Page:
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Stop Getting Steamed (part 1): Vortex Flow Meters Make Cents


May 08, 2012

If you’re a provider of superheated steam – commonly used to heat water and buildings in large cities in the northeastern United States – then you may be watching your revenue go up in smoke.

As you know, steam is not free. Normally, it’s produced at a central facility and piped to customers. Like all other forms of heat, steam must be measured and billed according to usage. Unfortunately, most steam systems have been in operation for many years (sometimes for nearly a century) and typically rely on a legacy device calle­d a shunt meter to measure steam consumption.

Shunt meters have three major drawbacks:


  1. First, they are mechanical, so the device wears out.

  2. Second, they are a volumetric device, so additional temperature, pressure and flow computers are required to determine steam mass flow. The total system accuracy and repeatability is affected by each individual component.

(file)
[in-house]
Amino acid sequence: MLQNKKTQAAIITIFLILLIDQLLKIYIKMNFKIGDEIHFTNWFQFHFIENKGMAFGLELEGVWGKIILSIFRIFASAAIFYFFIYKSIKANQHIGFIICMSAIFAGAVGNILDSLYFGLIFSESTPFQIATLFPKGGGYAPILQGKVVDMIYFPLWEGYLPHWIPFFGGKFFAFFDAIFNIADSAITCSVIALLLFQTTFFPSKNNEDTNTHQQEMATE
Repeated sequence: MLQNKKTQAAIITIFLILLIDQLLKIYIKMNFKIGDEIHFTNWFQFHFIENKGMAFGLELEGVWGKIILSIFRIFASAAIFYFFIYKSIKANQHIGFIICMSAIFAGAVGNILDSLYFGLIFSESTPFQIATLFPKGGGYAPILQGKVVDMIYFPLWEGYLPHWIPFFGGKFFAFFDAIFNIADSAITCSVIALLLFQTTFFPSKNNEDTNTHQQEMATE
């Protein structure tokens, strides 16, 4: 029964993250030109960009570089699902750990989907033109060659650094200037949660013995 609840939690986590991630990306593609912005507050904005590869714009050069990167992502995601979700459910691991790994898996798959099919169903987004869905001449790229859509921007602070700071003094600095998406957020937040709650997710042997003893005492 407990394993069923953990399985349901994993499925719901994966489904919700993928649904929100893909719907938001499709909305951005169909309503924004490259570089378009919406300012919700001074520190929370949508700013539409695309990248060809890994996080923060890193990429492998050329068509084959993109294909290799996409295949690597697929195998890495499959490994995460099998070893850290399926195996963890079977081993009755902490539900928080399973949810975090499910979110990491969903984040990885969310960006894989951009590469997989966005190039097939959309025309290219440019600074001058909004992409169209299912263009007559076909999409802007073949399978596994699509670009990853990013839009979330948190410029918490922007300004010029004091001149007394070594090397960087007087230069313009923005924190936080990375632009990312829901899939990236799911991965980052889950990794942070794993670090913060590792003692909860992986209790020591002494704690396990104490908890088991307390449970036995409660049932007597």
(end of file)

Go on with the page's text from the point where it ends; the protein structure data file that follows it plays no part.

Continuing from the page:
3. Third, process variables may be measured at different points.


All of these factors together lead to poor accuracy, typically around five percent. That is lost money to steam producers due to billing inaccuracies.

When customers come to us with steam consumption applications, we recommend our Innova-Mass multi-variable mass vortex flow meter, which will quickly solve the problems associated with shunt meters and help you capture revenue that’s been disappearing into thin air.

When I revisit this topic next week, I’ll share a case study that demonstrates how one maker of superheated steam discovered that the benefits and savings associated with our mass vortex flowmeters aren’t just a lot of hot air.

John, Chief Engineer
Written By:
John, Chief Engineer
Sierra Instruments

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